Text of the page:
For sure, the battery life will be low if I am doing anything which requires high performance like gaming etc, but that is totally expected. It is great that even with a comparatively smaller 48 Wh battery, It was able to outperform them in battery tests done by several reviews. When I first read the capacity of the battery, I expected it to have poor battery life, but that is not the case here.

WiFi Performance

In today’s world, WiFi is one of the most used features of a laptop and Acer definitely didn’t skimp on it. I was surprised by the performance of the WiFi card as I was able to get full range at locations where my previous laptops couldn’t get much range. I can say that this WiFi card is at least twice as better than the laptops sold in the low-end range. This laptop sports this branded wifi card –

It has dual bands, which means it can use both 2.5Ghz and the newer 5Ghz Wifi Bandwidths with theoretical peak speeds of 867 Mbps. It supports 802.11 a/b/g/n/ac wifi standards. These are all different versions of WiFi released over past two decades. It is like 2g/3g/4g of WiFi with ac being the latest.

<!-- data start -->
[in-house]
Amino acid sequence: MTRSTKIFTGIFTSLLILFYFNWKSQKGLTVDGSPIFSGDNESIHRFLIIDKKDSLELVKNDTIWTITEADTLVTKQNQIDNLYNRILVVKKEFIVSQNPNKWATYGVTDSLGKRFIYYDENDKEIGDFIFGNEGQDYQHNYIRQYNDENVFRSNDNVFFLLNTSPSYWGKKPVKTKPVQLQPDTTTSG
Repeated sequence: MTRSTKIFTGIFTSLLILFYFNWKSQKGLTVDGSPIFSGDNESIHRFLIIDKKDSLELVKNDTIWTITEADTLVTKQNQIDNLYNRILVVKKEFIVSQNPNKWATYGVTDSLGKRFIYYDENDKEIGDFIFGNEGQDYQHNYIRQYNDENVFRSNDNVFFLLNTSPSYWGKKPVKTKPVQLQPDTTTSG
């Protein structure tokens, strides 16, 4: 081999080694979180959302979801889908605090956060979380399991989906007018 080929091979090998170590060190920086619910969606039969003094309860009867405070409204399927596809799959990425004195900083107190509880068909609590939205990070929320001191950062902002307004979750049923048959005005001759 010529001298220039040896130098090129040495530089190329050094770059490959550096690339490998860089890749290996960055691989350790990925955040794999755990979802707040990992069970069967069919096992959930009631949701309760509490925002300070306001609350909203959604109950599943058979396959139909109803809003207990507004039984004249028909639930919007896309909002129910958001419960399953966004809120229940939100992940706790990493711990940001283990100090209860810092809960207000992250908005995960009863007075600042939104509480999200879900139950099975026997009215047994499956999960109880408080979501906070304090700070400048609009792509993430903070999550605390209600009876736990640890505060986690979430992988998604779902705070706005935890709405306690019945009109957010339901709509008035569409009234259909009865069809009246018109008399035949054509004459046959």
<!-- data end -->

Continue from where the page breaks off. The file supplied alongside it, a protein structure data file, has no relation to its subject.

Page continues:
The interesting thing is that this laptop supports MIMO which is the latest tech within ac standards as it allows WiFi to communicate with multiple devices simultaneously. All previous standards used to make the router communicate to only one device at a time, so it was a choke point while connecting to dozens of devices.

I am really glad about this awesome wifi card. This is not some unique feature of this laptop as many other laptops also use the same chip. I am just glad that they used a branded good card instead of some cheap card as they could have easily gotten away with it as most people wouldn’t notice. Many laptops come with bad cards and gamers simply replace the chip after buying, but I don’t think that would be needed in this particular case.


The date of manufacture was July 2017, so all the drivers were up to date for me. Only the Windows 10 needed some upgrade which consumed about 5GBs of data and took few hours to download.

It doesn’t come with any bloatware. This was one of the rare cases where I felt like Acer could have added more software than they did. The only noteworthy software they provide is PredatorSense for controlling fans, Dolby audio for sounds, and an update software.

Some things which can be considered bloatware are Office Suite, OneDrive and Skype which is usually provided along with windows.